US 6926772 B2
Continuous void-free uniform coatings are formed on filamentous articles by applying a voided or otherwise substantially uneven coating to at least some of the exposed portion of a filamentous article or to a rotating substrate. The filamentous article or substrate is passed through an improvement station containing a plurality of coating-wetted rolls that contact and re-contact the wet coating at different positions along the length of the filamentous article or rotating substrate, wherein the periods of the rolls improve the uniformity of the coating. For coatings applied to a rotating substrate, the uniform wet coating is transferred to the filamentous article. The final coating can be very thin, very uniform and completely or substantially void-free. The coating improvement can be quickly and easily obtained using low cost equipment.
1. A device comprising a coating station having a non-uniform applicator that directly or indirectly applies a substantially uneven coating to at least some of the exposed portion of a filamentous article such that along a 1 meter length of the article the coating has voids or low spots whose minimum thickness is less than one-half the average coating thickness along that length, and an improvement station comprising two or more rotating rolls that periodically contact and re-contact the wet coating at different positions along the length of the filamentous article, wherein the number or periods of the rolls improve the uniformity of the coating.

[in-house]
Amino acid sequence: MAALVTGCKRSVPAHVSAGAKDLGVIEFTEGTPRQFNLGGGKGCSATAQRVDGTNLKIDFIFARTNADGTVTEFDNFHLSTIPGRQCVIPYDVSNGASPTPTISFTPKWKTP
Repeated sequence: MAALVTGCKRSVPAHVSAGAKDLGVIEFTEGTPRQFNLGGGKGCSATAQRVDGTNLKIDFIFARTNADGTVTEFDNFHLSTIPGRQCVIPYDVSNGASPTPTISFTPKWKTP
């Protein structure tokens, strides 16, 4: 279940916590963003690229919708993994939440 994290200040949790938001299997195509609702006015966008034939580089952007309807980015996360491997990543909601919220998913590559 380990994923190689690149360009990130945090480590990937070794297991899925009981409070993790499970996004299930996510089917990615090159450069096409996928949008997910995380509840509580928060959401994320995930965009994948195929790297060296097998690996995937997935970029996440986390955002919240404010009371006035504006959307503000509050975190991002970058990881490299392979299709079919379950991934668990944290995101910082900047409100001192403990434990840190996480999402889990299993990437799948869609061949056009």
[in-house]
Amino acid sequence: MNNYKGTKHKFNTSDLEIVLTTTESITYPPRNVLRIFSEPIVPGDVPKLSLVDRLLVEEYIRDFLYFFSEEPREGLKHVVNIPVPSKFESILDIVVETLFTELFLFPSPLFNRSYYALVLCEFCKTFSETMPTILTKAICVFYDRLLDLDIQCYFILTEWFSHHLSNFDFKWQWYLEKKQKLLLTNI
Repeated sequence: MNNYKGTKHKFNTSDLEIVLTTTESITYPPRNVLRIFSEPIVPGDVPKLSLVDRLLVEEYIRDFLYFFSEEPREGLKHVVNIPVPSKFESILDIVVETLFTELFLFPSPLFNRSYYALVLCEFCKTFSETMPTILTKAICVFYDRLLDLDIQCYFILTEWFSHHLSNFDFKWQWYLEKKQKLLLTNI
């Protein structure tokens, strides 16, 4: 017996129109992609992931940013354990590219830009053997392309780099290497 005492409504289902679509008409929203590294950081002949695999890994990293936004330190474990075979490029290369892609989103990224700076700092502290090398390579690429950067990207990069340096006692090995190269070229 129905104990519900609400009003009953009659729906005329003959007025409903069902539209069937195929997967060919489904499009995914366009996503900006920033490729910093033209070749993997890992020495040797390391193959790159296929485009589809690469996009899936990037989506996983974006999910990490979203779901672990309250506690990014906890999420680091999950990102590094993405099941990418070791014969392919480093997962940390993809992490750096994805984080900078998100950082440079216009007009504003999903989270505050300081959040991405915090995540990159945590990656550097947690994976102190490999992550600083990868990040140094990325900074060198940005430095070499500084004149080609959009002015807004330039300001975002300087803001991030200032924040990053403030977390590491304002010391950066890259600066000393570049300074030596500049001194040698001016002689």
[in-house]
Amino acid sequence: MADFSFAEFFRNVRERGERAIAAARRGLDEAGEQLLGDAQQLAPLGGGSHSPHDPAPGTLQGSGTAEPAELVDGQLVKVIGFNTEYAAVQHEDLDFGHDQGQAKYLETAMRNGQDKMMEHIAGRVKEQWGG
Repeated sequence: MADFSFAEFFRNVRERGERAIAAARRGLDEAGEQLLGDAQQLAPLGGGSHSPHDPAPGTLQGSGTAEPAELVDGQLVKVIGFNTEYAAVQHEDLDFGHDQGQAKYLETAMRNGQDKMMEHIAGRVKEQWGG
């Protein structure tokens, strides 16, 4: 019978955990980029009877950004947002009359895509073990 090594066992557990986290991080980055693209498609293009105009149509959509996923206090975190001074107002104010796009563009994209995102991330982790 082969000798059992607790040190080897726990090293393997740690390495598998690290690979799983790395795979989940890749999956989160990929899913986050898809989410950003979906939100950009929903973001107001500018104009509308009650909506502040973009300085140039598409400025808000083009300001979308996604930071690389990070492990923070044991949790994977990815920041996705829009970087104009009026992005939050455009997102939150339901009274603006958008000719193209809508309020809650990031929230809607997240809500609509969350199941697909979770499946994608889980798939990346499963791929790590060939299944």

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This invention relates to devices and methods for coating strands or other filamentous articles.
There are many known methods and devices for applying liquid coatings to strands or other filamentous articles. For example, U.S. Pat. Nos. 3,194,210 (Harris) and 3,266,461 (Argue) describe wire coating devices. U.S. Pat. Nos. 3,589,854 (Cobb et al.); 3,749,055 (Benson); 4,056,240 (Gallini et al.); 5,034,250 (Guertin); 5,259,743 (Glaser) and 5,386,712 (Haselwander) and French Patent No. 2,717,505 (Mottet) describe yarn coating devices. U.S. Pat. No. 4,192,663 (Schmandt et al.) and French Patent Application No. 2 454 843 (Gouronnec et al.) describe a glass fiber coating devices, and U.S. Pat. No. 4,619,842 (Moss et al.) describes a glass fiber marking apparatus.
There are a number of strand coating devices and methods that can be used to form thick coatings on filamentous articles (e.g., wires, cables, glass fibers, threads, yarns and the like). Typically, a thick excess of coating liquid is applied to the entire exposed surface of the filamentous article, followed by removal of the excess coating material using a pad, roll or other device so that a desired final coating thickness can be obtained. These devices work well in non-precision applications. However, in general it is much more difficult to form very thin coatings on filamentous articles, especially when a highly uniform coating thickness is sought, when the coating is viscous or contains air bubbles, or when the coating operation is desired to be conducted at high speeds.